The gains can be lost. Be vigilant. I encourage all Kenai Peninsula residents to become familiar with the budgeting process, get involved, and hold your representatives accountable to use these public funds wisely. Budget documents are available online at FY 23 Assembly Adopted Budget.
• The Kenai Peninsula Land Trust was developed under my administration, and now we look forward to receiving dividends from it. I would like to especially acknowledge the efforts of Marcus Mueller, KPB’s Land Management Officer, for his vision and for personally spear-heading this project. Two previous mayors had passed on making Mueller’s vision a reality. It took a lot of planning, hard work, and then convincing nine assembly members to agree. Congratulations, Marcus, and thank you.
• My administration oversaw the adoption of a safety culture for our borough employees. When I took office, the 10-year cost of workman’s comp claims was $18 million. To date, we have reduced this expense by 60%. Most importantly, of course, our employees are experiencing fewer injuries.
• Employee Leadership Training is funded through the 2023 Budget. It teaches and gives our borough employees the skills to lead with confidence.
• We transitioned to a borough-run Emergency Dispatch Center. Formerly run by the State of Alaska, it is now staffed by borough employees and funded by the users. The result is increased efficiency and faster response times to Police, EMS, and Fire calls. When you are waiting for help, those reduced minutes mean lives saved.
• My focus has been to get a paramedic on every ambulance leaving the station. These are the specialists that can administer medication on site, increasing patient survival. My administration has added 18 emergency-response positions. When I first came to office, our first responders were burned out, emergency calls were up, overtime was high, and volunteerism was down. We have addressed these problems head-on by hiring more highly skilled staff.
• We now have a reliable tsunami warning system. 5 years ago, we didn’t get alarms until three hours after the event was over. A $700,000 system has been secured to fix this issue.
• We initiated the borough use of social media. Its use has proven invaluable for keeping the public informed, especially during disasters.
• Nikiski now has a new fire station, Station #3, without any added borough debt. The station operates 24/7 with staff and volunteers. I am heartened to know that families in that area will have faster responses.
• My administration structured a $65,000,000 bond package for school facilities, and a $16,000,000 bond package for a new Soldotna fire station. These items will be presented to voters in October. We are confident the bond packages serve the borough’s best interests. Now is the time to make these investments in our communities.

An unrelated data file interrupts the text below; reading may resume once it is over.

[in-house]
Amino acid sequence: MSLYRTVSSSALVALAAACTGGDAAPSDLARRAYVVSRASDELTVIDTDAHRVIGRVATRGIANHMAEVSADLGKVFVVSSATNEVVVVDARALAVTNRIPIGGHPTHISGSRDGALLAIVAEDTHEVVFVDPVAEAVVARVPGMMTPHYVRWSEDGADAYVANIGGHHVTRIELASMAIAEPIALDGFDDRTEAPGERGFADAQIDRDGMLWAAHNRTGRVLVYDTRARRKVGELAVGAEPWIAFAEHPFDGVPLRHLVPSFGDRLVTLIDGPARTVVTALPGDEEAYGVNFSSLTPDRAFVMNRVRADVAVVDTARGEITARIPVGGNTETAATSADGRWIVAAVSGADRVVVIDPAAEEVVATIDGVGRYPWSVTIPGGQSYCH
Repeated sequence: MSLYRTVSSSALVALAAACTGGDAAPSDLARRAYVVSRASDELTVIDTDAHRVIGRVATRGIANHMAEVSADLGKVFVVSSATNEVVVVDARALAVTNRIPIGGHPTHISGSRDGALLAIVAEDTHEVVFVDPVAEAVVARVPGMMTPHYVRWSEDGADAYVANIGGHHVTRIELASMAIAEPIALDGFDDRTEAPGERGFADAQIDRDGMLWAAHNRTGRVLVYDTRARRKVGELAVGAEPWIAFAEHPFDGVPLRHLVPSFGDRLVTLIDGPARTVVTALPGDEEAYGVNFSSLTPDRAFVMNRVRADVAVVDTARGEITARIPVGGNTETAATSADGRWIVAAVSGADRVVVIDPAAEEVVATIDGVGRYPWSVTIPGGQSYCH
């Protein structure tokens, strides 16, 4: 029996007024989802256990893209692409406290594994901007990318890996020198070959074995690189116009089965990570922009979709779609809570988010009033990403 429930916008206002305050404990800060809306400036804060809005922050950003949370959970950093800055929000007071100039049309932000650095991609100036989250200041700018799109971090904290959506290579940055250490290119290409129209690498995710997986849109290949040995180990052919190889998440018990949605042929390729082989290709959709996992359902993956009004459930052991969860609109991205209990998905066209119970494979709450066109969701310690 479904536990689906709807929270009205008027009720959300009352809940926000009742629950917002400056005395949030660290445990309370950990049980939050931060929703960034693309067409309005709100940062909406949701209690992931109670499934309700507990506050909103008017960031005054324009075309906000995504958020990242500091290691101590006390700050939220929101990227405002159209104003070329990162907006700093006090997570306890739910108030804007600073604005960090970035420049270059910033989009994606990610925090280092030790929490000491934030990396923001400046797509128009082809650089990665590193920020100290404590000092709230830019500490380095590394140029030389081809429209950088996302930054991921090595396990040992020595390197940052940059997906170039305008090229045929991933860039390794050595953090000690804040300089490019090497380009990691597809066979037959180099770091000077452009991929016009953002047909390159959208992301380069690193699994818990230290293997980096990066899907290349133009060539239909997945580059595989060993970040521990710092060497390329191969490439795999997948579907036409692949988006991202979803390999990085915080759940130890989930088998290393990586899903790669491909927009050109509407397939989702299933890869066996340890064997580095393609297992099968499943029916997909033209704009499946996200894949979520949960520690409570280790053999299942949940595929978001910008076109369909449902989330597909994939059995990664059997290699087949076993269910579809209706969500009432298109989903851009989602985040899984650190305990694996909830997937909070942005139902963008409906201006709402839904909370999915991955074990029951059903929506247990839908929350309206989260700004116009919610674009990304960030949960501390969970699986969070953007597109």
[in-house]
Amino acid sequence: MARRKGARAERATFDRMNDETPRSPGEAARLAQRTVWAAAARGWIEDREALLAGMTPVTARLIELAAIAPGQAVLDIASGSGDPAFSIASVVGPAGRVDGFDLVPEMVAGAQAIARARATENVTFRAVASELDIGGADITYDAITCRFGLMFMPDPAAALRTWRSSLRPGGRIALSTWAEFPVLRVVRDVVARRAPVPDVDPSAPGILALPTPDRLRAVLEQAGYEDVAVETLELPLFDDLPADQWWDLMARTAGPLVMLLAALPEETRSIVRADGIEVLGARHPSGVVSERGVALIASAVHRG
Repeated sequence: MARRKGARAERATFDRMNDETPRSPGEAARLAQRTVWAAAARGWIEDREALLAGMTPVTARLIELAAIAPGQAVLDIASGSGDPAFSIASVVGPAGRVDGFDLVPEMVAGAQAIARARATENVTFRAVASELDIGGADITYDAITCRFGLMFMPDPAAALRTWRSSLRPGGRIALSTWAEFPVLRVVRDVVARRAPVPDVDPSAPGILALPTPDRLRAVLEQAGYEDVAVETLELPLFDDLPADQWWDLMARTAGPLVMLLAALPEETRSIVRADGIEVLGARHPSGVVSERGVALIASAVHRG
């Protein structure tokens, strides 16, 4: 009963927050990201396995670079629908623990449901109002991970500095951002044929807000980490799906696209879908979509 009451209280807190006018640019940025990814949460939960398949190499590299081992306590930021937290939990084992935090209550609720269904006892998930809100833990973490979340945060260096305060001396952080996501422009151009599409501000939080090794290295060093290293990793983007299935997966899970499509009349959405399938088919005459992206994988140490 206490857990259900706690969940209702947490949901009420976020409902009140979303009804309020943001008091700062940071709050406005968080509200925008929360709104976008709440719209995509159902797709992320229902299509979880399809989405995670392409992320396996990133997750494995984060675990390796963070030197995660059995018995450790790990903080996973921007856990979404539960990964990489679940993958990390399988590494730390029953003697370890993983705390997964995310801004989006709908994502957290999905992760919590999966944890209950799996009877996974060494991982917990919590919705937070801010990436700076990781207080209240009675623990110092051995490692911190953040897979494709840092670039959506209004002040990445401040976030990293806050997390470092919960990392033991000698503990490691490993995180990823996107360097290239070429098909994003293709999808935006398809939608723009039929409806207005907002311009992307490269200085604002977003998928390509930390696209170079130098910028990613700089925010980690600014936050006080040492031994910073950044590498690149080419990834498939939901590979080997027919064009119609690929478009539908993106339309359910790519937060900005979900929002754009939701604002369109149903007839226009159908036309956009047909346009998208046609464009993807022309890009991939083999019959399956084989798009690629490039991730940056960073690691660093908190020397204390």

• Construction for a new Kachemak-Silo School building is scheduled to begin in the spring of 2024. The K-Silo needed a new school building for years and I am happy to move that project off my desk as it was inherited from the Navarre administration. The fiscal year 2023 budget already includes $3,000,000 for this stand-alone project (not included in the bond). There should be no further delays for families and children there.
• School security was enhanced. Six of our most vulnerable schools now use key card access. Soon the borough building will, as well.
• My administration invested in our Information Technology Department. That team was instrumental during the remodel of the Assembly Chambers. We can now support public participation in meetings from anywhere via Zoom. I highly encourage borough residents to attend assembly meetings. More information can be found on the borough’s website at Kenai Peninsula Borough Meeting Calendar.
• Long-standing housekeeping issues are now being addressed. There were unauthorized structures on borough lands, and now a fair process is in place to achieve resolution. Junk cars had been in the public right of ways. Today they are hauled off at the owner’s expense.
This list a sampling to show I have been a faithful steward of the office entrusted to me. I applaud the 300 Kenai Peninsula Borough employees for all these achievements; working with them is what I enjoyed most about my job. I give special thanks to my former Chiefs of Staff Aaron Rhoades, James Baisden and John Quick. I wish the assembly and the new administration the best. Try to be nice to each other. We have so many blessings bestowed on us in the Kenai Peninsula Borough. It has truly been my honor to serve.
Mayor Charlie Pierce
Kenai Peninsula Borough 2017-2022